Overall, the form is straightforward, and it can accommodate a wide range of hand sizes and grip styles. Even though the XM1 only has mouse buttons on one side (the left), it boasts an ambidextrous design that is comfortable for both left and right-handed users.
Endgame’s designers chose a smooth matt surface that performs very well. It had a fantastic grip when gaming and didn’t seem weird to grasp. However, one concern I have with the texture is that it tends to absorb extra oil and moisture. You need to use this mouse for ten minutes before seeing oil on your palm. If that isn’t an issue for you, you’ll undoubtedly appreciate the feel of this mouse.
Now it’s time to talk about the buttons. Naturally, I was interested to see what Endgame has to offer since that was one of their primary selling points. Fortunately, I was not let down.
The XM1 has five buttons, all of which are Omron switches with a 50 million click rating (reasonably standard at this price point). They have a tactile feel and a very low actuation point, making them excellent for gaming. They have nearly no sideways movement (which is a good indicator of construction quality) and have a beautiful sharp activation sound, which I like. The side buttons are adequately placed, although, as previously said, they are positioned in such a manner that they may cause misclicks if your hand is big.
The primary clickers’ actuation force is neither harsh nor soft, while the side buttons are perhaps more accurately characterized as “spongy.” This isn’t my favorite feature, but it didn’t bother me during play sessions. The pre-sorted Omron switches that have been combined with Endgame’s revolutionary Analogue switch technology can be found underneath each button. This gives customers a reaction time of less than 1 millisecond, thereby providing you an advantage over your competitors. In theory, the sub 1ms reaction time ensures that your bullet is discharged before the enemy. However, it’s tough to completely laud a mouse solely on this number in real-world conditions. Over 0.3ms of responsiveness, your own reflexes will have a far greater influence on your game performance. It’s always exciting to see mouse makers pushing the envelope when they can. As a result, compliments to Endgame.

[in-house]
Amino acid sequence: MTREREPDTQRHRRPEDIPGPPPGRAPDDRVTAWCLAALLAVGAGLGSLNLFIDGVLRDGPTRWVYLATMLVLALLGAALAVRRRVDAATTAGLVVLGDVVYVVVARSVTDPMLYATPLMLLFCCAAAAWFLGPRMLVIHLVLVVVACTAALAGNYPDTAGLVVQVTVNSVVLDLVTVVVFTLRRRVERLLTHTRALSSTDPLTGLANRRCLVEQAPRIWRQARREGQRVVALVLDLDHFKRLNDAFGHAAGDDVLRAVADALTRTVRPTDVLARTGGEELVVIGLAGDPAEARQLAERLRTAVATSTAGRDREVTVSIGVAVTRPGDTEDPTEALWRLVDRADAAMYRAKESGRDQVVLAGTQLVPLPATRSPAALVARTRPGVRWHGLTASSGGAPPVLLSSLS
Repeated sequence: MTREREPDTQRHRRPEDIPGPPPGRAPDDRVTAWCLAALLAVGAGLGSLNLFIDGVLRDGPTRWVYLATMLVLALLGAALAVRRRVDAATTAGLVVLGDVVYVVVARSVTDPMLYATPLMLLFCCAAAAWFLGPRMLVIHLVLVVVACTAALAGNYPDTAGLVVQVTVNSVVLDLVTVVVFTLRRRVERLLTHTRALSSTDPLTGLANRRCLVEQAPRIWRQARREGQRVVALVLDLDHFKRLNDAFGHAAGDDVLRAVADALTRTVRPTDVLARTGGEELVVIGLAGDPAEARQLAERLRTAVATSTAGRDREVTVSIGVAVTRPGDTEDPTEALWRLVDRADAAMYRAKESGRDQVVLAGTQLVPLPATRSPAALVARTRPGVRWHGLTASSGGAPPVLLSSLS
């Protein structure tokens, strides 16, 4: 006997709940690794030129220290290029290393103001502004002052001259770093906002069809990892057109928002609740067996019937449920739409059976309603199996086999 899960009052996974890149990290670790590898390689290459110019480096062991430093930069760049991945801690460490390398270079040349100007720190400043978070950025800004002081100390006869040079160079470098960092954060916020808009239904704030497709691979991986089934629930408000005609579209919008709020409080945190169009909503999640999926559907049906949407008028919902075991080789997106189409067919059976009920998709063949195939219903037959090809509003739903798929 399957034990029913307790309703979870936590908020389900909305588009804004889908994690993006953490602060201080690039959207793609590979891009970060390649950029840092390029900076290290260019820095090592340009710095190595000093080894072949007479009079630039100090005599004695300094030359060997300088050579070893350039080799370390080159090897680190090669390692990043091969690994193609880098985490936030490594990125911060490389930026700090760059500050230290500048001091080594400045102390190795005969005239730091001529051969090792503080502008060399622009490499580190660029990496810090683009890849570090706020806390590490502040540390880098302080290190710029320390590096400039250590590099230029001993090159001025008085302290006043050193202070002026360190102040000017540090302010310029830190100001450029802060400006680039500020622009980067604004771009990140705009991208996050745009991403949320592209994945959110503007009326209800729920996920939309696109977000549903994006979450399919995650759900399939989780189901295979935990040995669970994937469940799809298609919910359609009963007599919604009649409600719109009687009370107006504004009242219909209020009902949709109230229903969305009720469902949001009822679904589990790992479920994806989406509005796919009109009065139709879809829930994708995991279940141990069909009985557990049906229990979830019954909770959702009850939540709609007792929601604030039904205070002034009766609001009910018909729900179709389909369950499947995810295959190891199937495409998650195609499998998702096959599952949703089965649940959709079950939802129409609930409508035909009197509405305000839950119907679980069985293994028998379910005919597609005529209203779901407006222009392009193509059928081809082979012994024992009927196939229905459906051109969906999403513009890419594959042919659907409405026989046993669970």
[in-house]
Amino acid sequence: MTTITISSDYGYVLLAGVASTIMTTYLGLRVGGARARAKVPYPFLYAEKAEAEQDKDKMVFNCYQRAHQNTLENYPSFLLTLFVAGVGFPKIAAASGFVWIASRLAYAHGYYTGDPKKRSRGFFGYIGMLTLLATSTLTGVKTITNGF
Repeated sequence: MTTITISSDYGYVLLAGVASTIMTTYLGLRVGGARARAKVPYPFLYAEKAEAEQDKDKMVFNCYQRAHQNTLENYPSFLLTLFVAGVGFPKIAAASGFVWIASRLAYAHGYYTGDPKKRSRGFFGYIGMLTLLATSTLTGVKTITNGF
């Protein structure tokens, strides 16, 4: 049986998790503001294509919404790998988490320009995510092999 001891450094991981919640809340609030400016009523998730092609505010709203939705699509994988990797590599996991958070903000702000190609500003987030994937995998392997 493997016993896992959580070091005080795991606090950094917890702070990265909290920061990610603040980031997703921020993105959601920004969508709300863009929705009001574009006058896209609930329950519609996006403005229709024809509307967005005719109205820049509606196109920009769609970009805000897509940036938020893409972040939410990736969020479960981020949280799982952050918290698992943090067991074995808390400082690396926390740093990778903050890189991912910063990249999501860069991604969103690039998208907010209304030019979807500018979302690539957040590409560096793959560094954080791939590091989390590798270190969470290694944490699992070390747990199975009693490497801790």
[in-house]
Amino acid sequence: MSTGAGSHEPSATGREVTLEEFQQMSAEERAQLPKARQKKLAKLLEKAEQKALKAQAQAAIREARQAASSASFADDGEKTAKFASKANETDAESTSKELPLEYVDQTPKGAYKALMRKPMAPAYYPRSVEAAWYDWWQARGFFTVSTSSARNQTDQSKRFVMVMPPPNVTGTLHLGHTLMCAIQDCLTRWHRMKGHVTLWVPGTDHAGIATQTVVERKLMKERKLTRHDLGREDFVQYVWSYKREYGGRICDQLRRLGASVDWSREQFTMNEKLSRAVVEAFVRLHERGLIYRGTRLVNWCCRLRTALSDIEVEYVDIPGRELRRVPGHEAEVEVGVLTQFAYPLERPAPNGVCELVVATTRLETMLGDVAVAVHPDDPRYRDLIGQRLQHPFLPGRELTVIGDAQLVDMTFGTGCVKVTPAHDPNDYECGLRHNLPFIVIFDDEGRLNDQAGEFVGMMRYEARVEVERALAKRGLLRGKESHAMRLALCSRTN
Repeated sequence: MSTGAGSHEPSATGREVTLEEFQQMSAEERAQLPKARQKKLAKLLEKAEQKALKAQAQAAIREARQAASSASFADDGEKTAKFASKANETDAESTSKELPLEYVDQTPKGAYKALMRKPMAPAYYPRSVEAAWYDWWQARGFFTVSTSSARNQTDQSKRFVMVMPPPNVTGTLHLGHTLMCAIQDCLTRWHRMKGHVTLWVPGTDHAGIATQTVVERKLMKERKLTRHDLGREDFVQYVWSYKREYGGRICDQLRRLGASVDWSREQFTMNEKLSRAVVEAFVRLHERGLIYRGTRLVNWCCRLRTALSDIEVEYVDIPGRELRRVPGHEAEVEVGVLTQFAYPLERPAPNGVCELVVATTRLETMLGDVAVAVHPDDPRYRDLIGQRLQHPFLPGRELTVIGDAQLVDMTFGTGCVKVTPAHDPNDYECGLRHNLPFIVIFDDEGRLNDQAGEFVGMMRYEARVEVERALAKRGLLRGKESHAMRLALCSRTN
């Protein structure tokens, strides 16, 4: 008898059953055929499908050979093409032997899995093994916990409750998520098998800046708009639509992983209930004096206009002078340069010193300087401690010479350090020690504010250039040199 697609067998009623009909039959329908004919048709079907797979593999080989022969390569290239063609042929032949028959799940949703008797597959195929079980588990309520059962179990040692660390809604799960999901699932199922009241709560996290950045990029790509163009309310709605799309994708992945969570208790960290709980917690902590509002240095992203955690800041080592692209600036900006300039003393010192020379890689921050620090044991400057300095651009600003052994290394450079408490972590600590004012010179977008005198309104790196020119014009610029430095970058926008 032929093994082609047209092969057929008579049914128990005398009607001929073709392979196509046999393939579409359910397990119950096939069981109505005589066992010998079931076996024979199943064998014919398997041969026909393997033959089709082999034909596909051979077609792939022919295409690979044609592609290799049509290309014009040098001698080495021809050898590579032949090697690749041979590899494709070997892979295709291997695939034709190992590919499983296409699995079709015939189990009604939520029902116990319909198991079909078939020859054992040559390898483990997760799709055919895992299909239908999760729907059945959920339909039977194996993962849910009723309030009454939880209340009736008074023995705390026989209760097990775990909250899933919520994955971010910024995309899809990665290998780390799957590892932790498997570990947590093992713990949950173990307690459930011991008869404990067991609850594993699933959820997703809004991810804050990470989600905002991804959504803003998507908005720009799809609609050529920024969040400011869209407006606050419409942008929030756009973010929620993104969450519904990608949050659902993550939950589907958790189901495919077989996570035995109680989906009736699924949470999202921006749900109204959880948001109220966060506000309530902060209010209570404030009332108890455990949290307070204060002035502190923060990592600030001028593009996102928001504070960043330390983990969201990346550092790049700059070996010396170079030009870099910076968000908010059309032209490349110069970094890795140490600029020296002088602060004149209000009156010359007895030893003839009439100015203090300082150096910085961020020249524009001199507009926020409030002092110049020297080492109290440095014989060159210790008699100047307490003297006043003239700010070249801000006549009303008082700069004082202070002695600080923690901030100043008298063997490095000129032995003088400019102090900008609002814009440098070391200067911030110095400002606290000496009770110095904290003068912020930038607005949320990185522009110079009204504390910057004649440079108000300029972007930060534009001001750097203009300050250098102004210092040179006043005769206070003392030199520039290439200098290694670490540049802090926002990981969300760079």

The scroll wheel on this mouse has the most tactile feel, providing mild resistance that may be used in-game to swap between weapons properly. Each step registers readily with your touch, and it is tiny (almost none) play between them. The scroll wheel is a little on the small side, but it worked well for me. The scroll wheel button takes a little effort to activate, so keep that in mind if you’re accustomed to mice with considerably less resistance.
Overall, the mouse’s buttons were excellent. Compared to other mice on the market today, the primary mouse buttons felt well and would be scored relatively high. Even though they were a little spongey, the side buttons were suitable for the most part.
Cable and Construction Quality
Before we go into the sensor and how this mouse performs in games, let’s look at the build quality and cord. Perhaps not equally vital, but significant when evaluating this mouse as a future buy.
First and foremost, the good news. This mouse is built to a very high standard. Given the XM1’s low weight of 70 grams, you’d expect to hear a considerable amount of rattling or see visible signs of poor build quality. But that isn’t the situation here. A little noise may be heard from a section within the mouse’s shell when it is aggressively shaken. It sounds as though it’s coming from the scroll wheel to me. However, it’s faint and only happens when you shake your hands pretty forcefully. Compared to the Basilisk V2, which we just examined, it’s as silent as…well, a library.